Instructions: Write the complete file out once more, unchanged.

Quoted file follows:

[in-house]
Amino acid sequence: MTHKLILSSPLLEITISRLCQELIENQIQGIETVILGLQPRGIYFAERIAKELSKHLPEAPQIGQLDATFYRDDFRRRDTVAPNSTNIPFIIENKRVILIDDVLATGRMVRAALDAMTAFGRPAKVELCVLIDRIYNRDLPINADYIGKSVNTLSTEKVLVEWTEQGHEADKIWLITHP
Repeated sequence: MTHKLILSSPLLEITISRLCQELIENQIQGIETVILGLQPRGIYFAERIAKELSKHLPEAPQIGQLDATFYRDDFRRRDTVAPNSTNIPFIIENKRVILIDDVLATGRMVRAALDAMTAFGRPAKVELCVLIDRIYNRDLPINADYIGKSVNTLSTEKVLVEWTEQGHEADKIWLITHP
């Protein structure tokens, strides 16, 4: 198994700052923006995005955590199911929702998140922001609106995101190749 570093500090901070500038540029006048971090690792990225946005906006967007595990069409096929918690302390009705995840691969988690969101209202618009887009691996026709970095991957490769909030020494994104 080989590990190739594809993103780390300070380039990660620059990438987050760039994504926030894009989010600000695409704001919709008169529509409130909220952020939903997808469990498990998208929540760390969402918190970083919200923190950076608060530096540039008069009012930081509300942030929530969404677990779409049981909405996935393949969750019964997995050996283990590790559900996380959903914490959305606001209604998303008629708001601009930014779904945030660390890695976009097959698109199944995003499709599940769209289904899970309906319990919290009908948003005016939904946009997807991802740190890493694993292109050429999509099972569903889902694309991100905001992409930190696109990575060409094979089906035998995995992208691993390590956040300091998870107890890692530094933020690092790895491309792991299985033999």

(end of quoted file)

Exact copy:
[in-house]
Amino acid sequence: MTHKLILSSPLLEITISRLCQELIENQIQGIETVILGLQPRGIYFAERIAKELSKHLPEAPQIGQLDATFYRDDFRRRDTVAPNSTNIPFIIENKRVILIDDVLATGRMVRAALDAMTAFGRPAKVELCVLIDRIYNRDLPINADYIGKSVNTLSTEKVLVEWTEQGHEADKIWLITHP
Repeated sequence: MTHKLILSSPLLEITISRLCQELIENQIQGIETVILGLQPRGIYFAERIAKELSKHLPEAPQIGQLDATFYRDDFRRRDTVAPNSTNIPFIIENKRVILIDDVLATGRMVRAALDAMTAFGRPAKVELCVLIDRIYNRDLPINADYIGKSVNTLSTEKVLVEWTEQGHEADKIWLITHP
């Protein structure tokens, strides 16, 4: 198994700052923006995005955590199911929702998140922001609106995101190749 570093500090901070500038540029006048971090690792990225946005906006967007595990069409096929918690302390009705995840691969988690969101209202618009887009691996026709970095991957490769909030020494994104 080989590990190739594809993103780390300070380039990660620059990438987050760039994504926030894009989010600000695409704001919709008169529509409130909220952020939903997808469990498990998208929540760390969402918190970083919200923190950076608060530096540039008069009012930081509300942030929530969404677990779409049981909405996935393949969750019964997995050996283990590790559900996380959903914490959305606001209604998303008629708001601009930014779904945030660390890695976009097959698109199944995003499709599940769209289904899970309906319990919290009908948003005016939904946009997807991802740190890493694993292109050429999509099972569903889902694309991100905001992409930190696109990575060409094979089906035998995995992208691993390590956040300091998870107890890692530094933020690092790895491309792991299985033999």